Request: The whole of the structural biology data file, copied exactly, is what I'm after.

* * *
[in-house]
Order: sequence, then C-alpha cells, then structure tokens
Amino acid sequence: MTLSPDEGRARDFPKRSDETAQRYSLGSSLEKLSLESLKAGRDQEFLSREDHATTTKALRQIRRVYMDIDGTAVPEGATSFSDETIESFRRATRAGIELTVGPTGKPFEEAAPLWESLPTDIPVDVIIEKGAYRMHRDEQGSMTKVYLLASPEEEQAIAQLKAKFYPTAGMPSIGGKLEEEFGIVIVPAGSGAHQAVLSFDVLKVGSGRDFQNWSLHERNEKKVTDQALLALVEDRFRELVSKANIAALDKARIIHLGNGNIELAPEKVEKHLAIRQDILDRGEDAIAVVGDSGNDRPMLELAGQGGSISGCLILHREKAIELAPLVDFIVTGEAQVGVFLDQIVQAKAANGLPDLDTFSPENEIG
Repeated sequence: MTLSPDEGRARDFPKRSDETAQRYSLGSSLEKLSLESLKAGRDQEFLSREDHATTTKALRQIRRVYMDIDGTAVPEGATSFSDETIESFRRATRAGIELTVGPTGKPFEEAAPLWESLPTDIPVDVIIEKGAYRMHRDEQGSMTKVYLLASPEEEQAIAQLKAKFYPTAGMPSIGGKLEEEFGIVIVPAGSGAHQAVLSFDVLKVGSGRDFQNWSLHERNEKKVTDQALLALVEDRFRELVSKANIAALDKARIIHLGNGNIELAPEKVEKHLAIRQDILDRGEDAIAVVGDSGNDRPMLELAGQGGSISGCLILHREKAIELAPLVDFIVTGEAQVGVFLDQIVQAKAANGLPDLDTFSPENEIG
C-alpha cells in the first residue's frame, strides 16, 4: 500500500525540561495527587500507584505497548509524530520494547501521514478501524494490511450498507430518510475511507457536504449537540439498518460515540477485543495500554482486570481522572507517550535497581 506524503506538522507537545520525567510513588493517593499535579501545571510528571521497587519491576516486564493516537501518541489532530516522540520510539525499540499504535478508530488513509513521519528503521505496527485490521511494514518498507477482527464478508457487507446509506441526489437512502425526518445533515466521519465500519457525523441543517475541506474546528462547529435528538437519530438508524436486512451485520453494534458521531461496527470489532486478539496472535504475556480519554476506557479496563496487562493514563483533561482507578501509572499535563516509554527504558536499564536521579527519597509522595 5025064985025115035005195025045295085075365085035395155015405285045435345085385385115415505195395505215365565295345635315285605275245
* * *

[in-house]
Order: sequence, then C-alpha cells, then structure tokens
Amino acid sequence: MTLSPDEGRARDFPKRSDETAQRYSLGSSLEKLSLESLKAGRDQEFLSREDHATTTKALRQIRRVYMDIDGTAVPEGATSFSDETIESFRRATRAGIELTVGPTGKPFEEAAPLWESLPTDIPVDVIIEKGAYRMHRDEQGSMTKVYLLASPEEEQAIAQLKAKFYPTAGMPSIGGKLEEEFGIVIVPAGSGAHQAVLSFDVLKVGSGRDFQNWSLHERNEKKVTDQALLALVEDRFRELVSKANIAALDKARIIHLGNGNIELAPEKVEKHLAIRQDILDRGEDAIAVVGDSGNDRPMLELAGQGGSISGCLILHREKAIELAPLVDFIVTGEAQVGVFLDQIVQAKAANGLPDLDTFSPENEIG
Repeated sequence: MTLSPDEGRARDFPKRSDETAQRYSLGSSLEKLSLESLKAGRDQEFLSREDHATTTKALRQIRRVYMDIDGTAVPEGATSFSDETIESFRRATRAGIELTVGPTGKPFEEAAPLWESLPTDIPVDVIIEKGAYRMHRDEQGSMTKVYLLASPEEEQAIAQLKAKFYPTAGMPSIGGKLEEEFGIVIVPAGSGAHQAVLSFDVLKVGSGRDFQNWSLHERNEKKVTDQALLALVEDRFRELVSKANIAALDKARIIHLGNGNIELAPEKVEKHLAIRQDILDRGEDAIAVVGDSGNDRPMLELAGQGGSISGCLILHREKAIELAPLVDFIVTGEAQVGVFLDQIVQAKAANGLPDLDTFSPENEIG
C-alpha cells in the first residue's frame, strides 16, 4: 500500500525540561495527587500507584505497548509524530520494547501521514478501524494490511450498507430518510475511507457536504449537540439498518460515540477485543495500554482486570481522572507517550535497581 506524503506538522507537545520525567510513588493517593499535579501545571510528571521497587519491576516486564493516537501518541489532530516522540520510539525499540499504535478508530488513509513521519528503521505496527485490521511494514518498507477482527464478508457487507446509506441526489437512502425526518445533515466521519465500519457525523441543517475541506474546528462547529435528538437519530438508524436486512451485520453494534458521531461496527470489532486478539496472535504475556480519554476506557479496563496487562493514563483533561482507578501509572499535563516509554527504558536499564536521579527519597509522595 5025064985025115035005195025045295085075365085035395155015405285045435345085385385115415505195395505215365565295345635315285605275245